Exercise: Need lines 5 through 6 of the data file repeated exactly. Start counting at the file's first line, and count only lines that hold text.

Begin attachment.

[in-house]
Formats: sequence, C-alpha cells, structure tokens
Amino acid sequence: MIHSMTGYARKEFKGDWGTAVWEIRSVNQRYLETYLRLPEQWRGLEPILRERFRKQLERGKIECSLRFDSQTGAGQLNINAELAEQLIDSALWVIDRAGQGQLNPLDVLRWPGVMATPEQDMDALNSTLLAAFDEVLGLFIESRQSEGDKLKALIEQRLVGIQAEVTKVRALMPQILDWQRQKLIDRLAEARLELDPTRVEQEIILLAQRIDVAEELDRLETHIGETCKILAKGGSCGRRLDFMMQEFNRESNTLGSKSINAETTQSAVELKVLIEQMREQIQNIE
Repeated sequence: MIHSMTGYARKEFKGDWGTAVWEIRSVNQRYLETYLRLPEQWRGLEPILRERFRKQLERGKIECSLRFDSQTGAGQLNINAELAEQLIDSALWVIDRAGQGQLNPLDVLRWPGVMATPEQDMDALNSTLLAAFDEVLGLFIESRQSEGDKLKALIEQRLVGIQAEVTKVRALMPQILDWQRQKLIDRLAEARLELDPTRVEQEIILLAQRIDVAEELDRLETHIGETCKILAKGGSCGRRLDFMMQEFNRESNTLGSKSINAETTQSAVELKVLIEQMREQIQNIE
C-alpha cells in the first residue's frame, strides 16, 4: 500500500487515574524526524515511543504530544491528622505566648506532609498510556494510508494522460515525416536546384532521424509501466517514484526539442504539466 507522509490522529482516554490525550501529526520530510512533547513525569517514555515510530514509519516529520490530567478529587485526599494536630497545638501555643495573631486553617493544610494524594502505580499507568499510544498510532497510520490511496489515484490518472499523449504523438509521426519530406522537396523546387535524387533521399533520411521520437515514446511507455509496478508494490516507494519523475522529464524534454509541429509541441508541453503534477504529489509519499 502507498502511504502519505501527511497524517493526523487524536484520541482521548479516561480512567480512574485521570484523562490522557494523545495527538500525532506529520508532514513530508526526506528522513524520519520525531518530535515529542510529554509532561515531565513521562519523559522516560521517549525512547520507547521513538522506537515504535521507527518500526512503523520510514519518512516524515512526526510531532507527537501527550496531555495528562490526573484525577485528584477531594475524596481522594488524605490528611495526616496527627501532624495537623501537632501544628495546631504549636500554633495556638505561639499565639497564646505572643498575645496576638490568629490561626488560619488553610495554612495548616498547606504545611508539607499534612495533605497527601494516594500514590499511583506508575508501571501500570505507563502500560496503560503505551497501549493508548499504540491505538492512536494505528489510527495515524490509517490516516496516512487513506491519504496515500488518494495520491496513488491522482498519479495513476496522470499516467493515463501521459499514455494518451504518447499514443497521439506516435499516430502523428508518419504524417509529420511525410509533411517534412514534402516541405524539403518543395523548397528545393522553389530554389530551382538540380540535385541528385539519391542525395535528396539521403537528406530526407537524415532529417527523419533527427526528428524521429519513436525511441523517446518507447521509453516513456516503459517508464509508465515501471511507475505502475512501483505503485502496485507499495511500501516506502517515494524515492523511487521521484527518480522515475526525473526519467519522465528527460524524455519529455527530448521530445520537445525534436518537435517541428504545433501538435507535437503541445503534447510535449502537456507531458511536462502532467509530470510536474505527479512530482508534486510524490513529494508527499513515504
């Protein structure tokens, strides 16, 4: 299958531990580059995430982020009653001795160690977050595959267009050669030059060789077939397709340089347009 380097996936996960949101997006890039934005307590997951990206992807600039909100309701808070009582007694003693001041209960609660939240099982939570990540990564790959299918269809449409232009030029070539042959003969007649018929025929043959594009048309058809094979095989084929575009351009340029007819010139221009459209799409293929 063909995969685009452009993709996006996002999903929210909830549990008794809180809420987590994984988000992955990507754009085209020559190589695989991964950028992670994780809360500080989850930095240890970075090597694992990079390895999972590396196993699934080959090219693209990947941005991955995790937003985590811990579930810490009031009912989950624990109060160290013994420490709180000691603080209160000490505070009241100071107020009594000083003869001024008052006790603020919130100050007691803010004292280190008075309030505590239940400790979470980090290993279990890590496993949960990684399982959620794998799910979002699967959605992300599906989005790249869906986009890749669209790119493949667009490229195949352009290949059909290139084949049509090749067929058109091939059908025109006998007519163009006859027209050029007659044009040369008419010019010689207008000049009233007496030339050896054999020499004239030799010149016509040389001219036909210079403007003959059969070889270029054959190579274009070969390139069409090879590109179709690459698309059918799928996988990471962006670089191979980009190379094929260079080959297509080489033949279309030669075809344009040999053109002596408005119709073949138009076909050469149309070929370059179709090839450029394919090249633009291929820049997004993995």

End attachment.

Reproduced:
C-alpha cells in the first residue's frame, strides 16, 4: 500500500487515574524526524515511543504530544491528622505566648506532609498510556494510508494522460515525416536546384532521424509501466517514484526539442504539466 507522509490522529482516554490525550501529526520530510512533547513525569517514555515510530514509519516529520490530567478529587485526599494536630497545638501555643495573631486553617493544610494524594502505580499507568499510544498510532497510520490511496489515484490518472499523449504523438509521426519530406522537396523546387535524387533521399533520411521520437515514446511507455509496478508494490516507494519523475522529464524534454509541429509541441508541453503534477504529489509519499 502507498502511504502519505501527511497524517493526523487524536484520541482521548479516561480512567480512574485521570484523562490522557494523545495527538500525532506529520508532514513530508526526506528522513524520519520525531518530535515529542510529554509532561515531565513521562519523559522516560521517549525512547520507547521513538522506537515504535521507527518500526512503523520510514519518512516524515512526526510531532507527537501527550496531555495528562490526573484525577485528584477531594475524596481522594488524605490528611495526616496527627501532624495537623501537632501544628495546631504549636500554633495556638505561639499565639497564646505572643498575645496576638490568629490561626488560619488553610495554612495548616498547606504545611508539607499534612495533605497527601494516594500514590499511583506508575508501571501500570505507563502500560496503560503505551497501549493508548499504540491505538492512536494505528489510527495515524490509517490516516496516512487513506491519504496515500488518494495520491496513488491522482498519479495513476496522470499516467493515463501521459499514455494518451504518447499514443497521439506516435499516430502523428508518419504524417509529420511525410509533411517534412514534402516541405524539403518543395523548397528545393522553389530554389530551382538540380540535385541528385539519391542525395535528396539521403537528406530526407537524415532529417527523419533527427526528428524521429519513436525511441523517446518507447521509453516513456516503459517508464509508465515501471511507475505502475512501483505503485502496485507499495511500501516506502517515494524515492523511487521521484527518480522515475526525473526519467519522465528527460524524455519529455527530448521530445520537445525534436518537435517541428504545433501538435507535437503541445503534447510535449502537456507531458511536462502532467509530470510536474505527479512530482508534486510524490513529494508527499513515504
């Protein structure tokens, strides 16, 4: 299958531990580059995430982020009653001795160690977050595959267009050669030059060789077939397709340089347009 380097996936996960949101997006890039934005307590997951990206992807600039909100309701808070009582007694003693001041209960609660939240099982939570990540990564790959299918269809449409232009030029070539042959003969007649018929025929043959594009048309058809094979095989084929575009351009340029007819010139221009459209799409293929 063909995969685009452009993709996006996002999903929210909830549990008794809180809420987590994984988000992955990507754009085209020559190589695989991964950028992670994780809360500080989850930095240890970075090597694992990079390895999972590396196993699934080959090219693209990947941005991955995790937003985590811990579930810490009031009912989950624990109060160290013994420490709180000691603080209160000490505070009241100071107020009594000083003869001024008052006790603020919130100050007691803010004292280190008075309030505590239940400790979470980090290993279990890590496993949960990684399982959620794998799910979002699967959605992300599906989005790249869906986009890749669209790119493949667009490229195949352009290949059909290139084949049509090749067929058109091939059908025109006998007519163009006859027209050029007659044009040369008419010019010689207008000049009233007496030339050896054999020499004239030799010149016509040389001219036909210079403007003959059969070889270029054959190579274009070969390139069409090879590109179709690459698309059918799928996988990471962006670089191979980009190379094929260079080959297509080489033949279309030669075809344009040999053109002596408005119709073949138009076909050469149309070929370059179709090839450029394919090249633009291929820049997004993995």